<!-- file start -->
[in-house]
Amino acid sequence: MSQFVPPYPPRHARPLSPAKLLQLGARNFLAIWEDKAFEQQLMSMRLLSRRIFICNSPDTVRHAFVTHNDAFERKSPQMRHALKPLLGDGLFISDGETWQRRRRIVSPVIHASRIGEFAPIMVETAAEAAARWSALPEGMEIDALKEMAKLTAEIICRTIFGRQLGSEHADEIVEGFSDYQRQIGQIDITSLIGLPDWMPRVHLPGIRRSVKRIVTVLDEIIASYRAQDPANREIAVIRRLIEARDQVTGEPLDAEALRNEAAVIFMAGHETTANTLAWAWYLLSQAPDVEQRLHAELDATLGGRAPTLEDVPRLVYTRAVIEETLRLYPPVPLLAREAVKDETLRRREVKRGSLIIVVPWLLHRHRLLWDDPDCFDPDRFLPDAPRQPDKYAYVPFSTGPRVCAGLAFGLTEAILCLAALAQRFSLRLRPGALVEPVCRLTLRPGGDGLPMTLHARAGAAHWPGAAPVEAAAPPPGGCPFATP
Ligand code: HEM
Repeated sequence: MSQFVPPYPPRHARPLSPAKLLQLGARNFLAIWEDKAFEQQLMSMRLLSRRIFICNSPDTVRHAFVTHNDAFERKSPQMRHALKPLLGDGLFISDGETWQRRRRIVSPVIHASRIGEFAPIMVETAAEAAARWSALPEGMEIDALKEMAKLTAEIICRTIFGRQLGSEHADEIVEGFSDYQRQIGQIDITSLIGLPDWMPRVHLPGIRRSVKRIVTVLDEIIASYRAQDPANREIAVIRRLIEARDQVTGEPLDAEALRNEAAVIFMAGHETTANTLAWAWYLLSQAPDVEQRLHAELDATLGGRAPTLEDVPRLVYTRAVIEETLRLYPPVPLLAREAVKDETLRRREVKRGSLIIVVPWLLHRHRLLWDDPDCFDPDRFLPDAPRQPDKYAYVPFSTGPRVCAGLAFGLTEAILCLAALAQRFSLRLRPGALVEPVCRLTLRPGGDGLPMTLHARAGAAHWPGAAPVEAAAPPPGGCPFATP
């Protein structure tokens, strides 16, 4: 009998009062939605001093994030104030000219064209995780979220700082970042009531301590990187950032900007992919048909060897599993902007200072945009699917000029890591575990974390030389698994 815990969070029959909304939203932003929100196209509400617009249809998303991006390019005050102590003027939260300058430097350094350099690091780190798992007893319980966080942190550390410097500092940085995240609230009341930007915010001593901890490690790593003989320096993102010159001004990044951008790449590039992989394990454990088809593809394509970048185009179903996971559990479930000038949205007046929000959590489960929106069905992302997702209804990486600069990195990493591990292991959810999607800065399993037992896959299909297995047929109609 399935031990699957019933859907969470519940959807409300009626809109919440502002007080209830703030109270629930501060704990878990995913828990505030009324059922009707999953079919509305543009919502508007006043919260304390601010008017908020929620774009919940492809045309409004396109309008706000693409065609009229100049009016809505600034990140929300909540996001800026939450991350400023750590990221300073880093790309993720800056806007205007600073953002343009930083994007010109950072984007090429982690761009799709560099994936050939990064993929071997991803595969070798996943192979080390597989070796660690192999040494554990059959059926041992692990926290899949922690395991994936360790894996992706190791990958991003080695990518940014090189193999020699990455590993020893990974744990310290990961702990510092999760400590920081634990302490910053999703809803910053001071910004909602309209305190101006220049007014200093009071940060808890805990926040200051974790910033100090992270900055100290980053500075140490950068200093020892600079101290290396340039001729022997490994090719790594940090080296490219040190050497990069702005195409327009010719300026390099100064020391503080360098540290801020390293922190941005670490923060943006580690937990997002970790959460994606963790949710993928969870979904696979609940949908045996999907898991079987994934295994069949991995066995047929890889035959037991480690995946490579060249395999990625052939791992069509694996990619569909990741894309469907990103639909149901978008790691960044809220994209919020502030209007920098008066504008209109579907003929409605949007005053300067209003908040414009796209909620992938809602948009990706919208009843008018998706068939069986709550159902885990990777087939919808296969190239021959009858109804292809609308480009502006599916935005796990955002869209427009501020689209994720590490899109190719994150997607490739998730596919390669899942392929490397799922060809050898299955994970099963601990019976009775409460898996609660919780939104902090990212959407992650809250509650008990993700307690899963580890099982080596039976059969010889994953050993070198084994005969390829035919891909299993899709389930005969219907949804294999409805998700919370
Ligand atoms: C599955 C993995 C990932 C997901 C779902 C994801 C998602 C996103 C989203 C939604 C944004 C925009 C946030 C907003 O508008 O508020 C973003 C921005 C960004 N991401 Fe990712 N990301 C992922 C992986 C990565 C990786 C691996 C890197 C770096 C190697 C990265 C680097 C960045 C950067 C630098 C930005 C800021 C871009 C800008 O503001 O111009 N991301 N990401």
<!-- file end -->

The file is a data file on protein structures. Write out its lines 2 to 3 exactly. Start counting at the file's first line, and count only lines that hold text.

Amino acid sequence: MSQFVPPYPPRHARPLSPAKLLQLGARNFLAIWEDKAFEQQLMSMRLLSRRIFICNSPDTVRHAFVTHNDAFERKSPQMRHALKPLLGDGLFISDGETWQRRRRIVSPVIHASRIGEFAPIMVETAAEAAARWSALPEGMEIDALKEMAKLTAEIICRTIFGRQLGSEHADEIVEGFSDYQRQIGQIDITSLIGLPDWMPRVHLPGIRRSVKRIVTVLDEIIASYRAQDPANREIAVIRRLIEARDQVTGEPLDAEALRNEAAVIFMAGHETTANTLAWAWYLLSQAPDVEQRLHAELDATLGGRAPTLEDVPRLVYTRAVIEETLRLYPPVPLLAREAVKDETLRRREVKRGSLIIVVPWLLHRHRLLWDDPDCFDPDRFLPDAPRQPDKYAYVPFSTGPRVCAGLAFGLTEAILCLAALAQRFSLRLRPGALVEPVCRLTLRPGGDGLPMTLHARAGAAHWPGAAPVEAAAPPPGGCPFATP
Ligand code: HEM